A group of lawmakers, including Texas’ senators, have asked the Bureau of Prisons to put the brakes on a contract for 3,600 beds in private detention facilities that could result in closures of prisons in Texas.
They’re asking the Obama administration to hold off on granting the contract, which at one time was slated for more than 10,000 beds in seven states, including Texas. That number was reduced drastically this year after the Justice Department announced it would begin phasing out its use of private prison operators.
The contract, which could be shared by several companies, would have been a renewal of existing agreements to operate prisons for the bureau. The reduced contract could result in the closure of some facilities.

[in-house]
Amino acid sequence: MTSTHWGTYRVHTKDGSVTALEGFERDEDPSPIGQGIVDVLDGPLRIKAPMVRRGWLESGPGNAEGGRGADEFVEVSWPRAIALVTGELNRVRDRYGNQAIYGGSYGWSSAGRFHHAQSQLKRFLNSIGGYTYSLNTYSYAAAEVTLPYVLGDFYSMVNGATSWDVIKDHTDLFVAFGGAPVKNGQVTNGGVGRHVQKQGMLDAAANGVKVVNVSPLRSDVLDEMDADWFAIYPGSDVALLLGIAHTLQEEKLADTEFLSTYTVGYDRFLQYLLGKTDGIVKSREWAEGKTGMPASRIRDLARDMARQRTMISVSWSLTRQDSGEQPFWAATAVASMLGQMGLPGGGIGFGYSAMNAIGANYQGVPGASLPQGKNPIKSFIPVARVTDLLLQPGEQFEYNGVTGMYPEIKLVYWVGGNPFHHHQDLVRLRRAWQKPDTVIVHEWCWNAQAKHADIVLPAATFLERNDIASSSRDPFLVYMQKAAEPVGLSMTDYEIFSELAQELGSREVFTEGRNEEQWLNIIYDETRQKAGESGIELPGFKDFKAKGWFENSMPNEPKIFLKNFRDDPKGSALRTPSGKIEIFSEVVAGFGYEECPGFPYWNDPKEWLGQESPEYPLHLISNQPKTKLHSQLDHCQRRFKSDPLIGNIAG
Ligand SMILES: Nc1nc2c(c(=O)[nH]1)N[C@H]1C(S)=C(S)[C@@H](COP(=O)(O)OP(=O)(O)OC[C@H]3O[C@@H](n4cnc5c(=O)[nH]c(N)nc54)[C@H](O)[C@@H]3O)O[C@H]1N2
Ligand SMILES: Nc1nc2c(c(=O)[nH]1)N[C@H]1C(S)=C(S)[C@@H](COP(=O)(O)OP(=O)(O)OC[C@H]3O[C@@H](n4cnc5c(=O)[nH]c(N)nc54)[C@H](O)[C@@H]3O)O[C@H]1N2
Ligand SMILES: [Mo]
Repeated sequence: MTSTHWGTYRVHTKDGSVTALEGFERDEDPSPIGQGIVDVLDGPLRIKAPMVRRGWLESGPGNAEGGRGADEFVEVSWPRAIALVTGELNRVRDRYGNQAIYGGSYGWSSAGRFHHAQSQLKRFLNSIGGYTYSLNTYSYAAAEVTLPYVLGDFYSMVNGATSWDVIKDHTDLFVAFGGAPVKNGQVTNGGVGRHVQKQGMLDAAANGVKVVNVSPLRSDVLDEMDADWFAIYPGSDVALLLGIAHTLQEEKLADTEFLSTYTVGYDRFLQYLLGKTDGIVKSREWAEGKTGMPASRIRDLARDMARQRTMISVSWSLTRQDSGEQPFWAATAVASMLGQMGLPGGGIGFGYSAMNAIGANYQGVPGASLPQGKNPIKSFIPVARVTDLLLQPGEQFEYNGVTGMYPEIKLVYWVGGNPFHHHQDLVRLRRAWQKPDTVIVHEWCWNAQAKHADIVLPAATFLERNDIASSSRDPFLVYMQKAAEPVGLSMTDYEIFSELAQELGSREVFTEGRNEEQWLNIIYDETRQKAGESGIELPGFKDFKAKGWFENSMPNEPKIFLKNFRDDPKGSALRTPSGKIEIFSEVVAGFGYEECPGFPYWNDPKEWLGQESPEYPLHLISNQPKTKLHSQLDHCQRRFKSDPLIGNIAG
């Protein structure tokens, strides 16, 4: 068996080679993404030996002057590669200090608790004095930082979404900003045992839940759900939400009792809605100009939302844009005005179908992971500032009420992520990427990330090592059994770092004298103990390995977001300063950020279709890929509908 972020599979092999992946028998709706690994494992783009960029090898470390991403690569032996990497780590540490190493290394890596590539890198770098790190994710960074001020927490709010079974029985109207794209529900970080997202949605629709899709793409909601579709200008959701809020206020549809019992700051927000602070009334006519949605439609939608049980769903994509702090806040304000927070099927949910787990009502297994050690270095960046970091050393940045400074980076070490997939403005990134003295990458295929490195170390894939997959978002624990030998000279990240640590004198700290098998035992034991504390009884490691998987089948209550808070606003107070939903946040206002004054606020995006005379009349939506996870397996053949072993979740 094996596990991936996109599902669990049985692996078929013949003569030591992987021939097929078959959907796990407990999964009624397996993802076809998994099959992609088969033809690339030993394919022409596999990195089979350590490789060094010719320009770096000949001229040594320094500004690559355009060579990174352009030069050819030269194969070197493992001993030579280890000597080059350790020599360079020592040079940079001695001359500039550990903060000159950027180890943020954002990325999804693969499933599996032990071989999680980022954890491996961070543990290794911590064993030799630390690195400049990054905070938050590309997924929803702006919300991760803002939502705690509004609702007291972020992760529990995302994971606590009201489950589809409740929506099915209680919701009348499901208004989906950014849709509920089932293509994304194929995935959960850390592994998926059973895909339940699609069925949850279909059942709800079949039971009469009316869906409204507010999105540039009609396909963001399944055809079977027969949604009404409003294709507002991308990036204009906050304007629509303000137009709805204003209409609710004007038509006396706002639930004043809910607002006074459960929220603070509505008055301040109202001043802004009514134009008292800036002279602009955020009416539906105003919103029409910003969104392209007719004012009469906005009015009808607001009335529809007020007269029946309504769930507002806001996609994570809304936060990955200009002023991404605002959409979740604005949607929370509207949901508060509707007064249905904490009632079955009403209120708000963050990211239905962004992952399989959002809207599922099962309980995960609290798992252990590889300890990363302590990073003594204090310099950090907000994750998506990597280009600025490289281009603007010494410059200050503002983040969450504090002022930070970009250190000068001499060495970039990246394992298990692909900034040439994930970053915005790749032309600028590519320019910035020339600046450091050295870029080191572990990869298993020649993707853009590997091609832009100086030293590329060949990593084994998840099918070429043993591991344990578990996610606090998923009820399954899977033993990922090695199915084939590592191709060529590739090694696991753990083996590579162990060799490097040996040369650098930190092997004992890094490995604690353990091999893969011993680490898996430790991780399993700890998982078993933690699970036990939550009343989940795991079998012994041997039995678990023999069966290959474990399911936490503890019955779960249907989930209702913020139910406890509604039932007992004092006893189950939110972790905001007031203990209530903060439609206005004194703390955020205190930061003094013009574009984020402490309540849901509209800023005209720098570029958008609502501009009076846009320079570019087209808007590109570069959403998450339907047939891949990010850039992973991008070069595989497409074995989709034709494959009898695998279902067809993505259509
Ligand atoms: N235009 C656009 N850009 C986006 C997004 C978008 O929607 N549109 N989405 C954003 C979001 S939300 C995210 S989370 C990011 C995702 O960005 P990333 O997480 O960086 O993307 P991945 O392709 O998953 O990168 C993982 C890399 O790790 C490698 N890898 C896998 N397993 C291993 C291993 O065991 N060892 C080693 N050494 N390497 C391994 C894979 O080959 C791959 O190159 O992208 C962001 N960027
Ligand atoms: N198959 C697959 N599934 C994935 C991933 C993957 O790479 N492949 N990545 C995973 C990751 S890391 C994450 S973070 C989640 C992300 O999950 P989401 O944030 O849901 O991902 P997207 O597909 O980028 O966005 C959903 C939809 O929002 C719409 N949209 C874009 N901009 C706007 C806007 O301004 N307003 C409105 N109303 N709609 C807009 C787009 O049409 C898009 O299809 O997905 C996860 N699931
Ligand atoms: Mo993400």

The letter was hailed by private prison company GEO Group, which employs about 1,500 people in Texas through BOP contracts, but was criticized by an Austin-based advocacy group as the latest effort to delay the contract until President-elect Donald Trump takes office.
Bob Libal, the executive director of the Austin-based advocacy group Grassroots Leadership, which has opposed private prisons, said the company is likely to lose its challenge. He wondered if the letter and the protest by GEO are part of a “stalling technique” in hopes that a Trump administration will award larger contracts. The Justice Department’s decision to phase out private prisons was based not just on the problems identified but a declining inmate population, Libal said.
“They’re trying to thwart the common-sense move that, if you don’t need prison beds, you don’t sign contracts with substandard prisons to continue to operate them,” he said.